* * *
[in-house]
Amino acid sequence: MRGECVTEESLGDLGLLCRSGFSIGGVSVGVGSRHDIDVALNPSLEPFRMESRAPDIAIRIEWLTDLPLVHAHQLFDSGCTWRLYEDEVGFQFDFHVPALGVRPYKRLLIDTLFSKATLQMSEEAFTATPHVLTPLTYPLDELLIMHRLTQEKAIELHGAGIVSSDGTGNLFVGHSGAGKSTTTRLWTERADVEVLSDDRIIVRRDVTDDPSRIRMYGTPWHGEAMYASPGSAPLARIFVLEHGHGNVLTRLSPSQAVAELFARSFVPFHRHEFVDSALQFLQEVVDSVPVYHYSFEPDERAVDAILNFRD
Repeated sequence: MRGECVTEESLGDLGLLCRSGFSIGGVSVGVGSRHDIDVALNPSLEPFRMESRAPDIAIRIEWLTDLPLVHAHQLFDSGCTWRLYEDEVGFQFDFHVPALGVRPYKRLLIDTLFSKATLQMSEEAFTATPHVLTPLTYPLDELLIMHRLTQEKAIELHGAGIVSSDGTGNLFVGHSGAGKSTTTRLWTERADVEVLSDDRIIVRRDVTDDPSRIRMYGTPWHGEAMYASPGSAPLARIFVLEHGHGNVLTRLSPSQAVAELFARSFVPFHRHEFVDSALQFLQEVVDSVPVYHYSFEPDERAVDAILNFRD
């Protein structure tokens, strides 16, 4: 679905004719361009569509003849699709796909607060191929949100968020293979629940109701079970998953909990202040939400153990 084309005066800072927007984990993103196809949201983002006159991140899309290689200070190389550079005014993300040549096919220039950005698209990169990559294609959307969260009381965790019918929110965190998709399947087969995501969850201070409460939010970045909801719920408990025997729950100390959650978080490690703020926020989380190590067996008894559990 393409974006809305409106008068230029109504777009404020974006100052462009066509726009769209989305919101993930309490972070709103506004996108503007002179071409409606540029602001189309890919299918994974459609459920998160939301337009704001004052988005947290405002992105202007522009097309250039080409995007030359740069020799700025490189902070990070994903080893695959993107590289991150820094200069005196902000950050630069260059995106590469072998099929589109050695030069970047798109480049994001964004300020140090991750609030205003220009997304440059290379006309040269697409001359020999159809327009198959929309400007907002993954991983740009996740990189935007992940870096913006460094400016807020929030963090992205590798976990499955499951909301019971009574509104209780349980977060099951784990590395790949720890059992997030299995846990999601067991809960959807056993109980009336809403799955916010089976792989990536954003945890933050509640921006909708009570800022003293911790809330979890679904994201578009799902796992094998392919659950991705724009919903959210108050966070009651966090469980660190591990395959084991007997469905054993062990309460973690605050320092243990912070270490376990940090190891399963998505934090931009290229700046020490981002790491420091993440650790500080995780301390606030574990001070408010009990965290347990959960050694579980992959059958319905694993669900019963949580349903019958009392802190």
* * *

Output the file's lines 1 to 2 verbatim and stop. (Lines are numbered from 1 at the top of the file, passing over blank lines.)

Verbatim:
[in-house]
Amino acid sequence: MRGECVTEESLGDLGLLCRSGFSIGGVSVGVGSRHDIDVALNPSLEPFRMESRAPDIAIRIEWLTDLPLVHAHQLFDSGCTWRLYEDEVGFQFDFHVPALGVRPYKRLLIDTLFSKATLQMSEEAFTATPHVLTPLTYPLDELLIMHRLTQEKAIELHGAGIVSSDGTGNLFVGHSGAGKSTTTRLWTERADVEVLSDDRIIVRRDVTDDPSRIRMYGTPWHGEAMYASPGSAPLARIFVLEHGHGNVLTRLSPSQAVAELFARSFVPFHRHEFVDSALQFLQEVVDSVPVYHYSFEPDERAVDAILNFRD